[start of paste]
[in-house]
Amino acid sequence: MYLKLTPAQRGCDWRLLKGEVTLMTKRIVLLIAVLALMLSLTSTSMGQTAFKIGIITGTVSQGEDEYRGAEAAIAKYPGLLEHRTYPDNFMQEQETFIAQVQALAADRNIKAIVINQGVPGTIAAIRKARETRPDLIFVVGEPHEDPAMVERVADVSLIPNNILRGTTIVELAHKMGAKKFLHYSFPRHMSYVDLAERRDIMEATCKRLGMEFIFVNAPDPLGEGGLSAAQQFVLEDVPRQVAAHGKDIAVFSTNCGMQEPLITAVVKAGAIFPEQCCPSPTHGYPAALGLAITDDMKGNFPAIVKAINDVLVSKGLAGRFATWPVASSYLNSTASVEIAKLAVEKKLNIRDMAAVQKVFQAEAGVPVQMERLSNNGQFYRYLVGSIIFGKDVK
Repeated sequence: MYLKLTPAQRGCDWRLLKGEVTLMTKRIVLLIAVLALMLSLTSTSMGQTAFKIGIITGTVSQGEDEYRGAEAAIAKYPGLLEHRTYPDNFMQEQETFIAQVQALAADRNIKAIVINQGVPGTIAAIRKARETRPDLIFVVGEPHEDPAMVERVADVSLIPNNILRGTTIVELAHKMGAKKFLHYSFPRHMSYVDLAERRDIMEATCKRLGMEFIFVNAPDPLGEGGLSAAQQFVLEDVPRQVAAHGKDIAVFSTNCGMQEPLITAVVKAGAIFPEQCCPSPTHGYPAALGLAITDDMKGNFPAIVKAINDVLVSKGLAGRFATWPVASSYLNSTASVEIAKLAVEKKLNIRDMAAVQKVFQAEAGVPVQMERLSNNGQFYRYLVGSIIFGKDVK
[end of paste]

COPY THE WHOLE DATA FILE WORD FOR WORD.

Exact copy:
[in-house]
Amino acid sequence: MYLKLTPAQRGCDWRLLKGEVTLMTKRIVLLIAVLALMLSLTSTSMGQTAFKIGIITGTVSQGEDEYRGAEAAIAKYPGLLEHRTYPDNFMQEQETFIAQVQALAADRNIKAIVINQGVPGTIAAIRKARETRPDLIFVVGEPHEDPAMVERVADVSLIPNNILRGTTIVELAHKMGAKKFLHYSFPRHMSYVDLAERRDIMEATCKRLGMEFIFVNAPDPLGEGGLSAAQQFVLEDVPRQVAAHGKDIAVFSTNCGMQEPLITAVVKAGAIFPEQCCPSPTHGYPAALGLAITDDMKGNFPAIVKAINDVLVSKGLAGRFATWPVASSYLNSTASVEIAKLAVEKKLNIRDMAAVQKVFQAEAGVPVQMERLSNNGQFYRYLVGSIIFGKDVK
Repeated sequence: MYLKLTPAQRGCDWRLLKGEVTLMTKRIVLLIAVLALMLSLTSTSMGQTAFKIGIITGTVSQGEDEYRGAEAAIAKYPGLLEHRTYPDNFMQEQETFIAQVQALAADRNIKAIVINQGVPGTIAAIRKARETRPDLIFVVGEPHEDPAMVERVADVSLIPNNILRGTTIVELAHKMGAKKFLHYSFPRHMSYVDLAERRDIMEATCKRLGMEFIFVNAPDPLGEGGLSAAQQFVLEDVPRQVAAHGKDIAVFSTNCGMQEPLITAVVKAGAIFPEQCCPSPTHGYPAALGLAITDDMKGNFPAIVKAINDVLVSKGLAGRFATWPVASSYLNSTASVEIAKLAVEKKLNIRDMAAVQKVFQAEAGVPVQMERLSNNGQFYRYLVGSIIFGKDVK